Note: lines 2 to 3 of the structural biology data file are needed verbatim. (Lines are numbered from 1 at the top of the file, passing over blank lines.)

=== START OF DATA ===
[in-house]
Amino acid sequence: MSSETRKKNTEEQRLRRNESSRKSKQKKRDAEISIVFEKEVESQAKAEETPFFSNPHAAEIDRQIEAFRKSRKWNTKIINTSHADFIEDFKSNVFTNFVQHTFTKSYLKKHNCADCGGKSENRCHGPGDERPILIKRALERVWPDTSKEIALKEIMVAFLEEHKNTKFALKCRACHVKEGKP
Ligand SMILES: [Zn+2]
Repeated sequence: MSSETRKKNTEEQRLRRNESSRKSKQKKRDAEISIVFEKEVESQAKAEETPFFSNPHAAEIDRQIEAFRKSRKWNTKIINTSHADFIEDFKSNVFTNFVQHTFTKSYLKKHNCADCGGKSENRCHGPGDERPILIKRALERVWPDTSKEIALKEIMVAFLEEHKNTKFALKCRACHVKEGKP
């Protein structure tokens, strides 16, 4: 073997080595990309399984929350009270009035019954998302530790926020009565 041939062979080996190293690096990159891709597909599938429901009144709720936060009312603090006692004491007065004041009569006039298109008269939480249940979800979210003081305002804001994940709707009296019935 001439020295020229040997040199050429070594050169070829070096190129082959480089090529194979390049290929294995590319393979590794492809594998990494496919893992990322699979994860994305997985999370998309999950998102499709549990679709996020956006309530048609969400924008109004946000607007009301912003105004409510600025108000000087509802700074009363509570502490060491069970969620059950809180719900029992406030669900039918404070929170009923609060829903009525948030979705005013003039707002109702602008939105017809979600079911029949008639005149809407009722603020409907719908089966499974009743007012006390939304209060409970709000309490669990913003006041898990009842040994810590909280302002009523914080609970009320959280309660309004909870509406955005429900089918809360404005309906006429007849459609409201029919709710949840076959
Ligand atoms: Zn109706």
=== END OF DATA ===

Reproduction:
Amino acid sequence: MSSETRKKNTEEQRLRRNESSRKSKQKKRDAEISIVFEKEVESQAKAEETPFFSNPHAAEIDRQIEAFRKSRKWNTKIINTSHADFIEDFKSNVFTNFVQHTFTKSYLKKHNCADCGGKSENRCHGPGDERPILIKRALERVWPDTSKEIALKEIMVAFLEEHKNTKFALKCRACHVKEGKP
Ligand SMILES: [Zn+2]